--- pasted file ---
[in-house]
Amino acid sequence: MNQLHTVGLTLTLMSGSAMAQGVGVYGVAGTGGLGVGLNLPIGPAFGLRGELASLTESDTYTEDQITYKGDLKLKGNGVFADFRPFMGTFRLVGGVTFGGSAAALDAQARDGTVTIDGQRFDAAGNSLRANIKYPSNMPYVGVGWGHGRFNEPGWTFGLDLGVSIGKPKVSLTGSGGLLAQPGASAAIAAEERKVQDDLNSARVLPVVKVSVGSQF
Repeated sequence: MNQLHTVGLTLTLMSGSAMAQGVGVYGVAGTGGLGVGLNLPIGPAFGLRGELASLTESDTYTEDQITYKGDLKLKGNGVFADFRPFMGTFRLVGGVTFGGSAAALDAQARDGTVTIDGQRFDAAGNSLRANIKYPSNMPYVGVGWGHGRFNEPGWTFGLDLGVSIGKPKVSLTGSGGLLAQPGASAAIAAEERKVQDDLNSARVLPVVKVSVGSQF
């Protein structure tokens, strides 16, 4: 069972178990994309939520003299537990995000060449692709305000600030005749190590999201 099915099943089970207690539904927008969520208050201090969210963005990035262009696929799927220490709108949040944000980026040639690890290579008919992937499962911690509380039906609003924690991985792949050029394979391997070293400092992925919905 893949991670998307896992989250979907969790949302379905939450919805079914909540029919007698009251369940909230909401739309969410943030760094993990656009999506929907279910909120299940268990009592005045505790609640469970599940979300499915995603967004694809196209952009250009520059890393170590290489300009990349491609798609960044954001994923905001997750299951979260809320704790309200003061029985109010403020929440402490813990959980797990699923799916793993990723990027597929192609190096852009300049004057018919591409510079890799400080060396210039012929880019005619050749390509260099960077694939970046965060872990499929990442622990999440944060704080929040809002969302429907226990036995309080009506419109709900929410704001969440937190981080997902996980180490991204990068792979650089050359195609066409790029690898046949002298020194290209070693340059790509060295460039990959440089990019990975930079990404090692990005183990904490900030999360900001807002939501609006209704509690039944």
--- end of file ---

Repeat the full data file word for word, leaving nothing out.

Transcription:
[in-house]
Amino acid sequence: MNQLHTVGLTLTLMSGSAMAQGVGVYGVAGTGGLGVGLNLPIGPAFGLRGELASLTESDTYTEDQITYKGDLKLKGNGVFADFRPFMGTFRLVGGVTFGGSAAALDAQARDGTVTIDGQRFDAAGNSLRANIKYPSNMPYVGVGWGHGRFNEPGWTFGLDLGVSIGKPKVSLTGSGGLLAQPGASAAIAAEERKVQDDLNSARVLPVVKVSVGSQF
Repeated sequence: MNQLHTVGLTLTLMSGSAMAQGVGVYGVAGTGGLGVGLNLPIGPAFGLRGELASLTESDTYTEDQITYKGDLKLKGNGVFADFRPFMGTFRLVGGVTFGGSAAALDAQARDGTVTIDGQRFDAAGNSLRANIKYPSNMPYVGVGWGHGRFNEPGWTFGLDLGVSIGKPKVSLTGSGGLLAQPGASAAIAAEERKVQDDLNSARVLPVVKVSVGSQF
């Protein structure tokens, strides 16, 4: 069972178990994309939520003299537990995000060449692709305000600030005749190590999201 099915099943089970207690539904927008969520208050201090969210963005990035262009696929799927220490709108949040944000980026040639690890290579008919992937499962911690509380039906609003924690991985792949050029394979391997070293400092992925919905 893949991670998307896992989250979907969790949302379905939450919805079914909540029919007698009251369940909230909401739309969410943030760094993990656009999506929907279910909120299940268990009592005045505790609640469970599940979300499915995603967004694809196209952009250009520059890393170590290489300009990349491609798609960044954001994923905001997750299951979260809320704790309200003061029985109010403020929440402490813990959980797990699923799916793993990723990027597929192609190096852009300049004057018919591409510079890799400080060396210039012929880019005619050749390509260099960077694939970046965060872990499929990442622990999440944060704080929040809002969302429907226990036995309080009506419109709900929410704001969440937190981080997902996980180490991204990068792979650089050359195609066409790029690898046949002298020194290209070693340059790509060295460039990959440089990019990975930079990404090692990005183990904490900030999360900001807002939501609006209704509690039944």